How does book blogger work? Follow this link to find out.
Each week, although I’m going to aim to participate monthly, there is a question.
Here’s this week’s question:
Do you bring along books when you go on a vacation?
(submitted by Billy @ Coffee Addicted Writer)
Yes, I always take my kindle with me on holiday, which I fill with three or four new books to choose from, half traditionally published and half Indie. I used to take paperbacks.
I also look out for paperbacks in the area where I am staying. There’s nothing like relaxing to a historical fiction set in my current surroundings, where I imagine, absorb the atmosphere as well as learn about the evolution of the place and it’s people. It’s also a way of taking my holiday back home with me and extending the pleasure. The pictures in my mind are still so vivid!
How better than to read a book set in the Outer Hebrides when you are there for example? (Or the Greek islands but that seems a distant dream at the moment.)
Secrets of the Sea House set in the Outer Hebrides was my June book review. You can check it out here.
This week is close to my heart because both of my parents were diagnosed with on set dementia a year or so before the first lock down. They lived in a warden assisted flat and gradually their lives narrowed. It was tough supporting them under normal circumstances, but during this pandemic it was unbearable at times.
This Dementia Action Week, the Alzheimer’s Society is calling on the Government to cure the care system now! All they are asking you to do is click the link above and sign their petition. Please take a few moments to sign this worthy cause. As they say on their website:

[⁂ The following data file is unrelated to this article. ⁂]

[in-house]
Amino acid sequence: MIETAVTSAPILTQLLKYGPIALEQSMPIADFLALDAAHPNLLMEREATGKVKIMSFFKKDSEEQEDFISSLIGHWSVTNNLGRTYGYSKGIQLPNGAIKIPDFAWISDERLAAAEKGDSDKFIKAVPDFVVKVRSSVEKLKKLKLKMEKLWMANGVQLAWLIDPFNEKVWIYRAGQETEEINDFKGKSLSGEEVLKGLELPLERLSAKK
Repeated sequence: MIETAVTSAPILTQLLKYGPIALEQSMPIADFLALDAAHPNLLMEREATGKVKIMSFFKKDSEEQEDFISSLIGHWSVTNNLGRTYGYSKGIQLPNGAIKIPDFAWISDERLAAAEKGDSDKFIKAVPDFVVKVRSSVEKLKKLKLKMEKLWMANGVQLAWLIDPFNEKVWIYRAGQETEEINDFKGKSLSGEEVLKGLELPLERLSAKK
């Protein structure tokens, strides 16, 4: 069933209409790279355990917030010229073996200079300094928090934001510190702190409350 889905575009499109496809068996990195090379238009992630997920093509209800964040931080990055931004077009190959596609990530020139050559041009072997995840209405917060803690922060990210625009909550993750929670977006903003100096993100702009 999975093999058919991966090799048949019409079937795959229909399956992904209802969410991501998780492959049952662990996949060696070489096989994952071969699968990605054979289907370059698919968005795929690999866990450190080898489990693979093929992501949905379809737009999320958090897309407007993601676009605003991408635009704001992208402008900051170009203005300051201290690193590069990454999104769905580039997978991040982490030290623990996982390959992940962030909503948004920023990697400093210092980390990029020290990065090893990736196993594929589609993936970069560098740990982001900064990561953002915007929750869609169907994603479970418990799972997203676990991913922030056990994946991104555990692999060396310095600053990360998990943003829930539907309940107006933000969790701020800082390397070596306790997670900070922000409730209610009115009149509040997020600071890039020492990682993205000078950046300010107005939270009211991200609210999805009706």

“Right now, the broken social care system means that in the UK, nearly 1 million people with dementia and their families are struggling to get the support and care that they need and deserve.
With the right support people with dementia can live a good quality of life, doing what matters most to them for as long as possible.”
My parents were not two of the lucky ones. Tragically, they did not survive covid, but attitudes and the care support in the UK CAN CHANGE FOR THE BETTER.
A bit of GOOD NEWS: Help is at hand if you are at your wits end, as we were. Dementia UK have a wonderful free service; The Admiral Nurses Service who you can email or phone for advice, guidance or even a shoulder to cry on at any time. Their advice to us was invaluable:
The lines are open ‘seven days a week, on 0800 888 6678 or firstname.lastname@example.org. The Helpline is open from Monday to Friday, 9am-9pm and at weekends, 9am-5pm‘
Throughout the difficult time of the last eighteen months, as a cathartic form of therapy, I wrote poems and prose about our experiences which I might share with you in due course.
Available on Amazon
The Ears of the Cat
By Roderick Hart
‘The Ears of the Cat’ is a thriller involving a group called Future World who believe that the only way to deal with over population in the world is to release a bird flu virus. Files of the virus are stolen successfully from a lab, communication is made through Wattsapp, which the group believe to be safe, and agents from different organisations, with orthodox methods and decidedly otherwise are on the case. (Personally I found some of these methods hard to stomach until right was addressed later in the novel).
It was a gripping yarn and although, in many ways, I was a reluctant reader, since we are currently awaiting a possible epidemic or worse, my inner voice compelled me read to the very end.
A very well written novel, so close to the truth it was entirely believable. (unfortunately!!)
The title is apt and very clever!
Author Roderick Hart has enjoyed a varied life in interesting places around the world, but currently he lives with his wife in Edinburgh.